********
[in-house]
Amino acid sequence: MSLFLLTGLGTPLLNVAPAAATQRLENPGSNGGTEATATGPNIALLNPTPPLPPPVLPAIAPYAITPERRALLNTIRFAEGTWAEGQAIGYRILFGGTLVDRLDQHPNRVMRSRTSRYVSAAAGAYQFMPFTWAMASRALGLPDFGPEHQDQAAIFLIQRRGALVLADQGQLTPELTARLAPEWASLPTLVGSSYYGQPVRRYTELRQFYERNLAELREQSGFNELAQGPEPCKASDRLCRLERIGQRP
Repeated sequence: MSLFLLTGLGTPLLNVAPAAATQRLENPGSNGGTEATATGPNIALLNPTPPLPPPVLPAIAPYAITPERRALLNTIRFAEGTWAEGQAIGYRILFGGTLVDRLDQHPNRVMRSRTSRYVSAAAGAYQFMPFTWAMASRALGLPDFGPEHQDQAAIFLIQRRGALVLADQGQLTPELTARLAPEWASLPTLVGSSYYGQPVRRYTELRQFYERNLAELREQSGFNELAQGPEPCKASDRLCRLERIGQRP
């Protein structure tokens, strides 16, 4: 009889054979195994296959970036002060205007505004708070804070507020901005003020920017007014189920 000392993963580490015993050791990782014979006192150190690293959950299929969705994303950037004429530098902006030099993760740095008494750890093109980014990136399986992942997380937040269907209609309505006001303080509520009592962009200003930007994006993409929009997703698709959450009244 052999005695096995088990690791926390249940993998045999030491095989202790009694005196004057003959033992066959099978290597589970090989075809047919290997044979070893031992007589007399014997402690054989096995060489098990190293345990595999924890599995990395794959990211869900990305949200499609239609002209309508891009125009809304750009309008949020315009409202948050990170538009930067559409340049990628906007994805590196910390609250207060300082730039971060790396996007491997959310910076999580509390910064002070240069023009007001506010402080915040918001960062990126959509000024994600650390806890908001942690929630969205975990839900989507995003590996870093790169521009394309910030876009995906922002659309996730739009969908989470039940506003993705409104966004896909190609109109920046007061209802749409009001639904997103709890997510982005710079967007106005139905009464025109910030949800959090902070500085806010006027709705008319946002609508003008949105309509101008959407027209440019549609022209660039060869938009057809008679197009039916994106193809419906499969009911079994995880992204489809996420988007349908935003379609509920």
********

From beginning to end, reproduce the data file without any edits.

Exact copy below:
[in-house]
Amino acid sequence: MSLFLLTGLGTPLLNVAPAAATQRLENPGSNGGTEATATGPNIALLNPTPPLPPPVLPAIAPYAITPERRALLNTIRFAEGTWAEGQAIGYRILFGGTLVDRLDQHPNRVMRSRTSRYVSAAAGAYQFMPFTWAMASRALGLPDFGPEHQDQAAIFLIQRRGALVLADQGQLTPELTARLAPEWASLPTLVGSSYYGQPVRRYTELRQFYERNLAELREQSGFNELAQGPEPCKASDRLCRLERIGQRP
Repeated sequence: MSLFLLTGLGTPLLNVAPAAATQRLENPGSNGGTEATATGPNIALLNPTPPLPPPVLPAIAPYAITPERRALLNTIRFAEGTWAEGQAIGYRILFGGTLVDRLDQHPNRVMRSRTSRYVSAAAGAYQFMPFTWAMASRALGLPDFGPEHQDQAAIFLIQRRGALVLADQGQLTPELTARLAPEWASLPTLVGSSYYGQPVRRYTELRQFYERNLAELREQSGFNELAQGPEPCKASDRLCRLERIGQRP
């Protein structure tokens, strides 16, 4: 009889054979195994296959970036002060205007505004708070804070507020901005003020920017007014189920 000392993963580490015993050791990782014979006192150190690293959950299929969705994303950037004429530098902006030099993760740095008494750890093109980014990136399986992942997380937040269907209609309505006001303080509520009592962009200003930007994006993409929009997703698709959450009244 052999005695096995088990690791926390249940993998045999030491095989202790009694005196004057003959033992066959099978290597589970090989075809047919290997044979070893031992007589007399014997402690054989096995060489098990190293345990595999924890599995990395794959990211869900990305949200499609239609002209309508891009125009809304750009309008949020315009409202948050990170538009930067559409340049990628906007994805590196910390609250207060300082730039971060790396996007491997959310910076999580509390910064002070240069023009007001506010402080915040918001960062990126959509000024994600650390806890908001942690929630969205975990839900989507995003590996870093790169521009394309910030876009995906922002659309996730739009969908989470039940506003993705409104966004896909190609109109920046007061209802749409009001639904997103709890997510982005710079967007106005139905009464025109910030949800959090902070500085806010006027709705008319946002609508003008949105309509101008959407027209440019549609022209660039060869938009057809008679197009039916994106193809419906499969009911079994995880992204489809996420988007349908935003379609509920």